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How do you inspect a heat exchanger in furnace?

My furnace guy said the heat exchanger of a unit has cracks. I also saw it; but it looked like a crack on the a little bit rusted surface, but i did not see a hole or anything like that. The guy put CO detector at the flue and the CO level shot up at 200 ppm and came back down at 25-30 ppm which I think is normal because that is what the flue is for. He said that is too high, and he says he sees usually 5ppm or low level. Potentionally, it can leak into the main airstream. But there is no CO in the air stream into our house. And then, he said I need to replace the whole unit or the heat exchanger. Is what he said reliable?


What the HVAC guy said was correct. The only way that you can inspect 100% of a heat exchanger would be to remove it from the furnace. This isn't practical, so what we do (I'm a home inspector) is shine a light up the exchanger and look at it with an inspection mirror, which is a 2x2 mirror on a telescoping antenna. Rust isn't something you should see on a heat exchanger, that's where it will be at its weakest point. In an inspection, you're probably not going to see more than about 10% of the exchanger. If the exchanger is cracked, it's very likely that this is indicative of the condition of the rest of it. So, if you saw some cracks, there are likely 9 more for every one you saw. Not only is this bad, but it's dangerous. You shouldn't see CO levels of 25-30 ppm in a home. That is an extremely high number. It should be less than 5 ppm at any given time. What he said about the CO leaking into your air is correct if there is sufficient negative pressure in your house. That can vary whenever a door or window is closed, when dampers are shut, etc. You don't know that there isn't CO in the air you're breathing. The CO detectors will only pick it up if there's more than 70 ppm for over 8 hours. At that point, you're already going to be showing symptoms of CO poisoning. The detectors in the store are set way too high. The ones that pros use will go off at 35 ppm or less.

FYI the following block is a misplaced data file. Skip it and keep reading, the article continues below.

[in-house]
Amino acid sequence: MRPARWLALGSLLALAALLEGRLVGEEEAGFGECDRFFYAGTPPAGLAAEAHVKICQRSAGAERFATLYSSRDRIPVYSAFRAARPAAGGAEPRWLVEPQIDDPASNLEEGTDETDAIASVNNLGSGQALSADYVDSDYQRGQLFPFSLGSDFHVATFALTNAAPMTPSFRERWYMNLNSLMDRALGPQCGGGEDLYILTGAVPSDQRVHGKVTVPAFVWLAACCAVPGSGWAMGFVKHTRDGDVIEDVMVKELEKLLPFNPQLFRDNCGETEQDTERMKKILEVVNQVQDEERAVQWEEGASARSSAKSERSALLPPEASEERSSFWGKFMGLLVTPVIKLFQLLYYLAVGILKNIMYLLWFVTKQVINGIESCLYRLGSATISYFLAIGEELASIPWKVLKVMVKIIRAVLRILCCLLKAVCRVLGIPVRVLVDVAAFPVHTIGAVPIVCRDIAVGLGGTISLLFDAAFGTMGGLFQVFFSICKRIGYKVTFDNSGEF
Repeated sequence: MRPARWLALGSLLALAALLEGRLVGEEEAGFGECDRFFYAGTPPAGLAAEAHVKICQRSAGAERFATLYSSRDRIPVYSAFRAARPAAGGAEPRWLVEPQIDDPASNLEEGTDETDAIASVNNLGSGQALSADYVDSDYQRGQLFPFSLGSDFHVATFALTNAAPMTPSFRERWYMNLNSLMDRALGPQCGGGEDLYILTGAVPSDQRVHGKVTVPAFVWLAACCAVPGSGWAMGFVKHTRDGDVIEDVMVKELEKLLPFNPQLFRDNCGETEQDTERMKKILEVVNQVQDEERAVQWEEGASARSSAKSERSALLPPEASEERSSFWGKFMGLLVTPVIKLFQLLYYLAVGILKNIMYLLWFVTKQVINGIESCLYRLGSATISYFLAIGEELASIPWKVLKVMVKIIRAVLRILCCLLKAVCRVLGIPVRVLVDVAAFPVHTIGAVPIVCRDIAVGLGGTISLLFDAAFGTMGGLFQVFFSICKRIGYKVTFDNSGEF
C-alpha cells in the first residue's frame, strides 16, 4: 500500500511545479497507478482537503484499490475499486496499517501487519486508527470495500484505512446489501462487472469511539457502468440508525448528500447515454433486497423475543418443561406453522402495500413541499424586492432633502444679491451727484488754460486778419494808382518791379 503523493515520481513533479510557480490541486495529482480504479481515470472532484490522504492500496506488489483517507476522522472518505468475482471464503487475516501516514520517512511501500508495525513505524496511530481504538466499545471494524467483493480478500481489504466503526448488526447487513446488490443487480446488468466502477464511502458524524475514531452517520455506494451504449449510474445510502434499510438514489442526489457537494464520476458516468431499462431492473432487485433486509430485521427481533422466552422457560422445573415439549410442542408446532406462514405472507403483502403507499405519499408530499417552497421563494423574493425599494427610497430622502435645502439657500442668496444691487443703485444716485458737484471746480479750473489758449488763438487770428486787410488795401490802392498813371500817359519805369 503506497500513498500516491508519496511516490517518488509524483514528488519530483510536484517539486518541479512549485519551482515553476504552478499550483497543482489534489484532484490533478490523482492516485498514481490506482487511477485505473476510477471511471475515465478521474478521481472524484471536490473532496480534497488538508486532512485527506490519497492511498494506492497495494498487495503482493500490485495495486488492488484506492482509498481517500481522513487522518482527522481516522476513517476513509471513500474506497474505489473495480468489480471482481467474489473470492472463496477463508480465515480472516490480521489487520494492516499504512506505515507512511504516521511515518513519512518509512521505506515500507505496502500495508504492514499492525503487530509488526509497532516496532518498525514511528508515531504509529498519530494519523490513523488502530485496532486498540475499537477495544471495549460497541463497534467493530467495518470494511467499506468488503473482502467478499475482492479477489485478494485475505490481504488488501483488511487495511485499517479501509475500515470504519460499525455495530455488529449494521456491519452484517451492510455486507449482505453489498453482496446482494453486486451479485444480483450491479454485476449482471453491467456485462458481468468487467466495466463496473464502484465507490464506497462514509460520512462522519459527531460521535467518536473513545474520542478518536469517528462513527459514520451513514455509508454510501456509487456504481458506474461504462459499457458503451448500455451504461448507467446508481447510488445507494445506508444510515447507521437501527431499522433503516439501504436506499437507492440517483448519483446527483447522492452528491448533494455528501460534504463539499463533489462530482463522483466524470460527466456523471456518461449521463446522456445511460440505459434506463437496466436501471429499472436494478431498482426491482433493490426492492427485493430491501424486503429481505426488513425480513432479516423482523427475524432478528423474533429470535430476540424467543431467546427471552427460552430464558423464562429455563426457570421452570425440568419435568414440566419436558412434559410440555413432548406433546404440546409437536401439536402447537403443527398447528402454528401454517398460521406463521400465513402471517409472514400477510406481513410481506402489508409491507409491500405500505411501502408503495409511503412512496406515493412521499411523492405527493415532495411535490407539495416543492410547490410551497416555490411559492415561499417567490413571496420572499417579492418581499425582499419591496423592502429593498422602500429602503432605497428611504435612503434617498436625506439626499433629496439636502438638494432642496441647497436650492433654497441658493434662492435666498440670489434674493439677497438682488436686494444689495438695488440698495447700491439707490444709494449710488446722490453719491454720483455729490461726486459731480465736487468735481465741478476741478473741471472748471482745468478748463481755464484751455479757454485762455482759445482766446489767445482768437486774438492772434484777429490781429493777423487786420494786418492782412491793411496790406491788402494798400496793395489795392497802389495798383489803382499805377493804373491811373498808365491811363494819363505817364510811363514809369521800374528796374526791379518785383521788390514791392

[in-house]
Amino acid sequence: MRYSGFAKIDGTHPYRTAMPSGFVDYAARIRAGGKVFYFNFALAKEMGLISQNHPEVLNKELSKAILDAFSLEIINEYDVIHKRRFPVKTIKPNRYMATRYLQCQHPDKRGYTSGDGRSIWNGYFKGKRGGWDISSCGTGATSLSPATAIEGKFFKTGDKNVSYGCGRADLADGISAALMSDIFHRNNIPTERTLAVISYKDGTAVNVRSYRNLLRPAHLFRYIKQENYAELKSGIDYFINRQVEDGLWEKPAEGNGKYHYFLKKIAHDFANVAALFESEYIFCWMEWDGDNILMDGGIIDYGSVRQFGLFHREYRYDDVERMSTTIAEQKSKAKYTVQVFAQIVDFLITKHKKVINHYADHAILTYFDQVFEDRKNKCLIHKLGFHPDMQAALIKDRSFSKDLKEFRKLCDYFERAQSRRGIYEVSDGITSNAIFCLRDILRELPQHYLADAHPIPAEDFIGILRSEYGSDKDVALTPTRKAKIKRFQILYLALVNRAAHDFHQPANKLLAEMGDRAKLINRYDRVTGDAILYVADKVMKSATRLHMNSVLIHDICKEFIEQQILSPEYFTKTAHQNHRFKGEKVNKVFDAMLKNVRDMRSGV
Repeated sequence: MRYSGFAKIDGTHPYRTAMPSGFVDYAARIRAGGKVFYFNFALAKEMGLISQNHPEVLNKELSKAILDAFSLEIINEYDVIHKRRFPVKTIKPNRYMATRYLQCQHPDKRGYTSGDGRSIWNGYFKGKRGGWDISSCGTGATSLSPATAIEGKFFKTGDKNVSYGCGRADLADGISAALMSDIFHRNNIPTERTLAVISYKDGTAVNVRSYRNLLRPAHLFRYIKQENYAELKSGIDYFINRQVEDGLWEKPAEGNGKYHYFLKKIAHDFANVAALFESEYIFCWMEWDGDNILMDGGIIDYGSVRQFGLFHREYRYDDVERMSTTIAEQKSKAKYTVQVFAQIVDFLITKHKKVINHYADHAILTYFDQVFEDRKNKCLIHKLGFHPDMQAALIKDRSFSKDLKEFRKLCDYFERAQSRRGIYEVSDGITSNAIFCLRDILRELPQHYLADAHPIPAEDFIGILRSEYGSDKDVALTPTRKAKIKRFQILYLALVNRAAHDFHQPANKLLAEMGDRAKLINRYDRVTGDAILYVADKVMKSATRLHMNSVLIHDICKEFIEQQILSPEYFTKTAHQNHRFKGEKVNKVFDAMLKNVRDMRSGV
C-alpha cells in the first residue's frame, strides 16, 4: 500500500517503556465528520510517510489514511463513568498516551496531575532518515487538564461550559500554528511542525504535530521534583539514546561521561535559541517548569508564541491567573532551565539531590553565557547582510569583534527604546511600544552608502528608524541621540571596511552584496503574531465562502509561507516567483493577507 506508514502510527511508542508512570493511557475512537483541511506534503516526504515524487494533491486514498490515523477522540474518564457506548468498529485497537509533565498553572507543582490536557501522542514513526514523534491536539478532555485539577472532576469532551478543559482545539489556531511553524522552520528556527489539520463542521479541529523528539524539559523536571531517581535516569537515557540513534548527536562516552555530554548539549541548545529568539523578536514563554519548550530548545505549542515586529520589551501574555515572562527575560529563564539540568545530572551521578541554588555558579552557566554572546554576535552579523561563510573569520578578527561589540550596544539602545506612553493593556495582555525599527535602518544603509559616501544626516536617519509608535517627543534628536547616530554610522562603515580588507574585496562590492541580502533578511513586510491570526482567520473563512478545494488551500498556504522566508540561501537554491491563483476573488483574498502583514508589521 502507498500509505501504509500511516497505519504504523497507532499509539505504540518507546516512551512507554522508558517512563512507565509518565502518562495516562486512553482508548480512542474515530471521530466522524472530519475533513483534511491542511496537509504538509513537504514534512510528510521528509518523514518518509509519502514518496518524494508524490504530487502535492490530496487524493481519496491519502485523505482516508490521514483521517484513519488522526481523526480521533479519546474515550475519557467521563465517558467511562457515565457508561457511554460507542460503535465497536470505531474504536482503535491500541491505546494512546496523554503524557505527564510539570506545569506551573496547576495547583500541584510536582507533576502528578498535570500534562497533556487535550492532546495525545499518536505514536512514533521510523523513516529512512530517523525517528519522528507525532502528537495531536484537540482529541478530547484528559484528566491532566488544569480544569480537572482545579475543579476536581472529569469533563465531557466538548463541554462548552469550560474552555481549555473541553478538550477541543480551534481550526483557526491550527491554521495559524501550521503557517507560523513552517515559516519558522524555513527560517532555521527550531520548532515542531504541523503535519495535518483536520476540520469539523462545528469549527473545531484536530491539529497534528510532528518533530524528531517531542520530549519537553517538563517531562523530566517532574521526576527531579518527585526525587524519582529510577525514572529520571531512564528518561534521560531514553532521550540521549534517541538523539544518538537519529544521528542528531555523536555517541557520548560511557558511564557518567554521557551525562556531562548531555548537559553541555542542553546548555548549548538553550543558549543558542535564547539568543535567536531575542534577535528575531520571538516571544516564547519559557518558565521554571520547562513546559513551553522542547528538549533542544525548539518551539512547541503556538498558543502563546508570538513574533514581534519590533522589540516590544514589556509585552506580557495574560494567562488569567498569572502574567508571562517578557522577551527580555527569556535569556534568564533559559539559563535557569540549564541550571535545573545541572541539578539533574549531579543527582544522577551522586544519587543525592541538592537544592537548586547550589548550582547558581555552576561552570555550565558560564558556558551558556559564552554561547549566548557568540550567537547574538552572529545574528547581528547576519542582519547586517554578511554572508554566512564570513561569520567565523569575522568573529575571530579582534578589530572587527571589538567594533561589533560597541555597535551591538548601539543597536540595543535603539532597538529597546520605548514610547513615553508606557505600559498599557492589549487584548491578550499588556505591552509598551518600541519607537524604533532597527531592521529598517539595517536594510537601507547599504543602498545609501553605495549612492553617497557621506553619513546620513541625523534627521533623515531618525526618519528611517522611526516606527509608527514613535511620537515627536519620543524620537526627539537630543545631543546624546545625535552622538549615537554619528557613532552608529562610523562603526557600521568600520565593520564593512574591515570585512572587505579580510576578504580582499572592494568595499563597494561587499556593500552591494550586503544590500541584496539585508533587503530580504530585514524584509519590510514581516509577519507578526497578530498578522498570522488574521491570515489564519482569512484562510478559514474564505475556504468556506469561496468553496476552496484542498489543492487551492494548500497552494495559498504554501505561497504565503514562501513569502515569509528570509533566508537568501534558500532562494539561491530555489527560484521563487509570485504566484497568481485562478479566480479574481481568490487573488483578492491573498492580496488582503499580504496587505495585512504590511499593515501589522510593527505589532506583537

If you don't believe him/her get a second opinion. When it comes to heat exchangers don't screw around, its not worth your or your family's lives. When the exchanger needs to be replaced if the furnace is older it'll be cheaper in the long run to invest in a new high efficiency unit. The sooner the better.
why not get a second opinion? ask friends, neighbors, and family for referrals for a furnace repair guy that they trust and use. have him check it out for you and verify whether or not it's shot. also you could check with the Better Business Bureau on your furnace guy. it doesn't make good business sense for him to lie to you about it though. but since most people don't have a clue about it, it's scary, so they do it. it is no different than a repair shop scaring a woman about a car repair that isn't needed. myself, i have a contract with an oil company because of the service techs. i might pay a few pennies more for oil, but the service guys are why i am with this company. when you think what a heat exchanger is and how it works, it's not something to take chances with. if it does fail on you, the results could be deadly for you and your family. one more thing, how old is your furnace? the new ones are more fuel efficient and a new one could save you more in the long run than repairing the old one. and just in case, if it's gas fired, have the gas company check it out. good luck, and don't wait on getting it checked out.

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